Qayyum Jatoi is certainly not madder than Musharraf. In fact, both men are quite sane. While the former president seems to be selectively spilling the beans to market his capacity for governing the state, Jatoi’s ramblings were meant to deliver a message to the judges and jackboots about the present PPP leadership’s capacity to fight back. The option for the military establishment is best indicated in an Urdu sentence written on the backs of many a truck that plies on G T Road — it says ‘Ya pass ker ya bardasht ker’ (either overtake or tolerate). The GHQ can either overthrow the present political setup through some older methods (as applied in the case of the two Bhuttos) or continue with some signaling to the political leadership.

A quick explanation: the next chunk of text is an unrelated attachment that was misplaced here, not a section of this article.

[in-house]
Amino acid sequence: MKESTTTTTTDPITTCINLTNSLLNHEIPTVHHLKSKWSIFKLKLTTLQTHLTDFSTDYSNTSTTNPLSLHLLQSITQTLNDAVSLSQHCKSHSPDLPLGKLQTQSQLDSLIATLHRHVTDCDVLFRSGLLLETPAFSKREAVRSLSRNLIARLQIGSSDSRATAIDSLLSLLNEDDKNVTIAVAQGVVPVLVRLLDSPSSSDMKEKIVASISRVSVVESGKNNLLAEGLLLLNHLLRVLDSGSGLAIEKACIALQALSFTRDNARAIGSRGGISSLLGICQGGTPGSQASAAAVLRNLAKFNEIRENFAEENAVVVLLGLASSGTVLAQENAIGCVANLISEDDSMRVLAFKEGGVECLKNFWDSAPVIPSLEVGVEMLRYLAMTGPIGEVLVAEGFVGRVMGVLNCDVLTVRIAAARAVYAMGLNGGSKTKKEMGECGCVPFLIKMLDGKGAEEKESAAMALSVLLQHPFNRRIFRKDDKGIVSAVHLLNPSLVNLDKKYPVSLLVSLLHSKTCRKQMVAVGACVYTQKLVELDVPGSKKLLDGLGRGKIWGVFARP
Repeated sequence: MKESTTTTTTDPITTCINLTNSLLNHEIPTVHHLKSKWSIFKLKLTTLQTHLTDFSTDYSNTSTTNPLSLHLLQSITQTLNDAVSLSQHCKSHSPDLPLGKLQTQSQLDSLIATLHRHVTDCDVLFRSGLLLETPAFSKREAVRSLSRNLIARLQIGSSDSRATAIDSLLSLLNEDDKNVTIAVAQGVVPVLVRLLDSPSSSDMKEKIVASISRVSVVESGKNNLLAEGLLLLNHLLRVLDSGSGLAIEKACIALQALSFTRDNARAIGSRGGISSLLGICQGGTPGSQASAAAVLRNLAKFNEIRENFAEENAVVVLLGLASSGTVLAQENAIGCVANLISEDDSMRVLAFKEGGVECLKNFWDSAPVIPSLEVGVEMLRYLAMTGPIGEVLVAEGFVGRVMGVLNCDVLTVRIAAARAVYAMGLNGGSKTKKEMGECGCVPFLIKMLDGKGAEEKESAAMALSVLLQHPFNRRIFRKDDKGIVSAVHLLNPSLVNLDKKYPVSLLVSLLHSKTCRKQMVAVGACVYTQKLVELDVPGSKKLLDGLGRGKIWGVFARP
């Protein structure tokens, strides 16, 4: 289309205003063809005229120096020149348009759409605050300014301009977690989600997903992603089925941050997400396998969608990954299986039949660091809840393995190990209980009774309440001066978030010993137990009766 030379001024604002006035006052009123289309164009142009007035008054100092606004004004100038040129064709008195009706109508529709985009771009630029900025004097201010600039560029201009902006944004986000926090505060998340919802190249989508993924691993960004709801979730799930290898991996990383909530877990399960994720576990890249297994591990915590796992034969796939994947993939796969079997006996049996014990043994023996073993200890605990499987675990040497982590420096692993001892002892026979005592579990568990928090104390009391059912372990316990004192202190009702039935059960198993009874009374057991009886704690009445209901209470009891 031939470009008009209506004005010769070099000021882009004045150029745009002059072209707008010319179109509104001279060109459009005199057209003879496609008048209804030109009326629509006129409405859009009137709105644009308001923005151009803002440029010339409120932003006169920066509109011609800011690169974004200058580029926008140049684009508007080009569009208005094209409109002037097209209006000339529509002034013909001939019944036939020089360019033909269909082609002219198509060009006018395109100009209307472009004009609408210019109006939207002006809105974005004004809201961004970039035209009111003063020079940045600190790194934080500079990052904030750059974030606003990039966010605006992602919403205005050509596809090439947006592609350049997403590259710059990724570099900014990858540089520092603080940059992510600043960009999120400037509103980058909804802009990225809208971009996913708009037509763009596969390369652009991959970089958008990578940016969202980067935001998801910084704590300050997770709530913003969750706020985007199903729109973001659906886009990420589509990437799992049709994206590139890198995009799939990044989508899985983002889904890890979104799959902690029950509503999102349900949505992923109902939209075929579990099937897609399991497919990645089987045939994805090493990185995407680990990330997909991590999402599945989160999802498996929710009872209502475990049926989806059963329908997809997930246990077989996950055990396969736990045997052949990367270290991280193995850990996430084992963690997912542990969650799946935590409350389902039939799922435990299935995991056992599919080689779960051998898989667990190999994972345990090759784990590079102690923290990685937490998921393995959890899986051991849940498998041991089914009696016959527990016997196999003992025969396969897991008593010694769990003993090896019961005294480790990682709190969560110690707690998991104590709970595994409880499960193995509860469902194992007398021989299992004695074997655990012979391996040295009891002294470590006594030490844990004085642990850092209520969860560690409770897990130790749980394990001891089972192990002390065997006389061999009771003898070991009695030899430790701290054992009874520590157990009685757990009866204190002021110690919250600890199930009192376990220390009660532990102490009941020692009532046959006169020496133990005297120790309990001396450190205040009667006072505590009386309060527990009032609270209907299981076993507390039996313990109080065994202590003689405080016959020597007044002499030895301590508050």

It’s quite possible that the army has found its match in the present civilian dispensation which, thus far, has proved as fox-like as jackboots. The government has cleverly created stakes in its own survival by extending the tenure of the current army chief, Ashfaq Parvez Kayani. This may have created unhappiness inside the GHQ which is to the political government’s advantage. The recent news regarding the army chief’s unhappiness with some ministers doesn’t mean a lot. There may be some changes here and there which are not necessarily driven by the army chief’s displeasure.

Probably, one of the benchmarks of the political government actually making efforts to make the army happy would be the removal of the interior minister. But why would the interior minister be sacked or changed since he is one of the top performers of the government. Notwithstanding the content and quality of his work, Rehman Malik is an operations man who is fairly visible after a crisis making statements which we may or may not agree with.